Imaginary friends – Why more children have one now - PAU 2015

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Imaginary friends – Why more children have one nowWhen journalist Eleanor Tucker was at primary school in the 1970s, she had a friend. He wasn't a child and he wasn't a girl. He was in his 30s, he had a beard and his name was Klas.
She explains: “Klas was my imaginary friend. He wasn't about all the time, because he lived near my grandmother in a white house by the station, about half an hour's drive from ours. But as I grew up, he was often mentioned and even blamed for some mistakes I made. If I talked when nobody was around, it was to Klas. If I sometimes played without my sister, I was playing with Klas. It seemed quite normal at the time to have an imaginary friend but lots of things pass for normal when you're a kid. By the time I went to secondary school, Klas had stopped visiting. I filed him away under “the past” and forgot about him, until a book I read recently made me think of him again.”
The author of the book is Nikki Sheehan, and as part of her research, she discovered that rather than being an outdated phenomenon, imaginary friends might actually be more common nowadays. But why? First, it's probably just a more accurate representation of the way that children play. “For most of the 20th century the general idea was that imaginary playmates were a sign of insecurity, so people may have been less inclined to admit to having an imaginary friend.” Sheehan also suggests that within smaller family units, children these days are more likely to play in a certain solitary way, which creates an environment that is welcoming to imaginary friends.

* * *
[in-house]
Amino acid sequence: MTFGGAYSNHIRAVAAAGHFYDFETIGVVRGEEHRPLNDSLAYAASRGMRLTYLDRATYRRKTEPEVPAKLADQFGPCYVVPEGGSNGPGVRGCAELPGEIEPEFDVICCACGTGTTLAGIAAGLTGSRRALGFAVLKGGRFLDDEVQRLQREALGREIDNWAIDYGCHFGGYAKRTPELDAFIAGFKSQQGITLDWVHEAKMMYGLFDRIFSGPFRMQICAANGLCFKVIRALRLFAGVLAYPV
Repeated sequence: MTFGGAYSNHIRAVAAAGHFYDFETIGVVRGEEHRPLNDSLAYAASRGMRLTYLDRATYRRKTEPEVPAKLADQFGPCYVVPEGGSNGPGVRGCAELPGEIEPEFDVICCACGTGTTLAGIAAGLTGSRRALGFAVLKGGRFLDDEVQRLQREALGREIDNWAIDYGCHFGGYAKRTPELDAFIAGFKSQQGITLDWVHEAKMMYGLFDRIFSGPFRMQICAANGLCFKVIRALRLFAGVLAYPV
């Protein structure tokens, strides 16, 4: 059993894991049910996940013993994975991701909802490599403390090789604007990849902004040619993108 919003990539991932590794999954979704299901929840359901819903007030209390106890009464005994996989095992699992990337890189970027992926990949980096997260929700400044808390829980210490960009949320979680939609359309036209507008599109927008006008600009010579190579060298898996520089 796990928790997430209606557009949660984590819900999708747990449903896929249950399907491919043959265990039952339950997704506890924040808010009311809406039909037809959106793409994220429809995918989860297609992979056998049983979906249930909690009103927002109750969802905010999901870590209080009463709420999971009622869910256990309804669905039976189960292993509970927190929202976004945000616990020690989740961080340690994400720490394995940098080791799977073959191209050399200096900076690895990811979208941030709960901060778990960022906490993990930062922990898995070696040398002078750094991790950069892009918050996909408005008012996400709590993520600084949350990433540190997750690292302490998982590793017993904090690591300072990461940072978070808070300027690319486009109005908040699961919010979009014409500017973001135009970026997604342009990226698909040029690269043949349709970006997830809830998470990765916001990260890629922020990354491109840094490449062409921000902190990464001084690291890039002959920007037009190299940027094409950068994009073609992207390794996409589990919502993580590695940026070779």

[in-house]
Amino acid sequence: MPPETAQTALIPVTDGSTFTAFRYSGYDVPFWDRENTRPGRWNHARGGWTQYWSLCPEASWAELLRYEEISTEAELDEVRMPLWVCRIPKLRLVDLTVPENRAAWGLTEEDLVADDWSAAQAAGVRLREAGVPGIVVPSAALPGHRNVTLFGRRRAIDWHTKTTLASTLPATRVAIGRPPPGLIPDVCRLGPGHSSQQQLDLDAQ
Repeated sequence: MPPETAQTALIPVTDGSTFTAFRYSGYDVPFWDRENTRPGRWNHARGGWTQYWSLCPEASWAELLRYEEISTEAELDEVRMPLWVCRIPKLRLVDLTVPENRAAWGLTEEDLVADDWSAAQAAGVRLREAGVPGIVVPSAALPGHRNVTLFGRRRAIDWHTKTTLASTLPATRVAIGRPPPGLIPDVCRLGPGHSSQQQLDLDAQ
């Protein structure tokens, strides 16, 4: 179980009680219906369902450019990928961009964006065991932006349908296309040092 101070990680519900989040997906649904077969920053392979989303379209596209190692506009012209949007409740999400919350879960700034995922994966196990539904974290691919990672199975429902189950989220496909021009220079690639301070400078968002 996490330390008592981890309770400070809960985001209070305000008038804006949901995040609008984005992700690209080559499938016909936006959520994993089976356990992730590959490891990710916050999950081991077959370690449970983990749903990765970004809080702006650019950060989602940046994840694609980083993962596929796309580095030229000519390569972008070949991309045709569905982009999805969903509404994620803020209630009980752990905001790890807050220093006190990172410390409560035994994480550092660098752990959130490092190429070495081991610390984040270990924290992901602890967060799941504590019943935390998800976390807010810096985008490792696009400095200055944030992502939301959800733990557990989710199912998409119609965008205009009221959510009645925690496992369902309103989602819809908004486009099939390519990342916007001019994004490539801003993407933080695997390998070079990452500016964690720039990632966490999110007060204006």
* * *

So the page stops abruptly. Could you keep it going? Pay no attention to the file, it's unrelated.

Imaginary friends come in a huge range of guises, as educational psychologist Karen Majors discovered.
They might be smaller versions of the children themselves; humans or sometimes animals; based on real people or TV characters; single or multiple; and varied in terms of gender, age and temperament. In general, girls often create imaginary friends who need taking care of, but the characters impersonated by boys are often “super competent” and might be a representation of the child's own aspirations.
(28.02.2014 The Guardian, Adapted).

 RESPUESTAS

READING COMPREHENSION


Question 1: [2 POINTS] Indicate whether the following statements are true or false and write down which part of the text justifies your answer.
b) Eleanor still imagined Klas when she was a university student.

Question 2: [2 POINTS] Answer the following questions in your own words according to the text.
Question 3: [1,5 POINTS] Find words or phrases in the text that correspond to the words and definitions given.

Question 4: [1,5 POINTS] Complete the following sentences without changing the meaning.

WRITING

Question 5: [3 POINTS] Write a short essay (about 120-150 words) on the following topic:
  • What characteristics do you look for in a good friend?

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